Former Midcoast Community Bank Ceo Sentenced To 24 Months Imprisonment
For Immediate Release
U.S. Attorney's Office, District of Delaware
WILMINGTON, Del. – Charles M. Oberly, III, United States Attorney for the District of Delaware, announced today that United States District Judge Richard G. Andrews sentenced James A. Ladio, the founder and former CEO of Midcoast Community Bank, Inc. (“Midcoast”), to a term of imprisonment of 24 months.
Ladio, age 58, of Wilmington, Delaware, pleaded guilty on December 17, 2013, to two counts of bank fraud and two counts of money laundering. The charges related to a nominee loan scheme, in which Ladio recruited two former MidCoast customers to obtain loans, the proceeds of which they loaned back to Ladio.
According to facts revealed during the sentencing hearing, Ladio had been involved in a decade-long “loan-swap” arrangement with former Wilmington Trust Co. (“WTC”) Market Manager Brian Bailey, in which the two men provided more than twenty (20) loans to each other totaling in excess of $1.5 million. In June 2010, WTC called Ladio’s loans and required him to enter into a Global Restructuring Agreement (the “Agreement”). Ladio engaged in the nominee loan scheme in substantial part to make interest and principal payments under the Agreement.
United States Attorney Oberly said, “The Court rightly punished Mr. Ladio for his serious fraud offenses, which negatively impacted his bank and other financial institutions. Today’s sentence sends a powerful message that bankers who abuse their positions of trust and engage in self-dealing will face significant consequences, including imprisonment and being banned from banking.”
“Ladio, former president and chief executive officer of MidCoast Community Bank and a leader in the Delaware banking community, was sentenced to spend the next 24 months in federal prison for bank fraud against three banks, including TARP bank Wilmington Trust Corporation said Christy Romero, Special Inspector General for TARP (SIGTARP). “For more than a decade involving more than 20 transactions, Ladio lined his pockets by fraudulently securing Wilmington Trust loans through former Wilmington Trust officer Brian Bailey in exchange for Ladio making sweetheart loans to Bailey. Ladio used the loans to pay off personal debt. SIGTARP and our law enforcement partners will hold accountable perpetrators who engage in fraud related to TARP. We will not rest in our efforts to identify and investigate those individuals, unravel their crimes, and support their prosecution. We are proud to stand together with the United States Attorney’s Office for the District of Delaware in our combined fight against bailout related crime.”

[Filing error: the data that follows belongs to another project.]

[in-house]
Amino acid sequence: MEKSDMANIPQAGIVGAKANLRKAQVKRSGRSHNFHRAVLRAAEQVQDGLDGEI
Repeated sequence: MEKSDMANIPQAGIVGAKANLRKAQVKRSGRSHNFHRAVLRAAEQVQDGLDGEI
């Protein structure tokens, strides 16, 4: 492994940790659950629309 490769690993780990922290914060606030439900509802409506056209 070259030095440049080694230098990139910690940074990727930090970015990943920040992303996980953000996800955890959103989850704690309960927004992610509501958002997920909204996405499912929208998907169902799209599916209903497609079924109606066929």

"In recent years illegal activity involving the banking industry has brought financial ruin to many Americans, as well as to several American banks,” said Richard Goss, IRS Criminal Investigation Acting Special Agent in Charge. “This joint investigative effort continues to demonstrate our resolve to ensure that the financial services industry will not be used for personal financial gain and will be operated in a fair and honest manner to preserve the public interest.”
The case was investigated by the Federal Bureau of Investigation, the Special Inspector General for the Troubled Asset Relief Program (SIGTARP), the Internal Revenue Service Criminal Investigation Division, and the Office of Inspector General, Board of Governors of the Federal Reserve System. Assistant United States Attorneys Robert F. Kravetz and Lesley F. Wolf prosecuted the case.
Updated July 14, 2015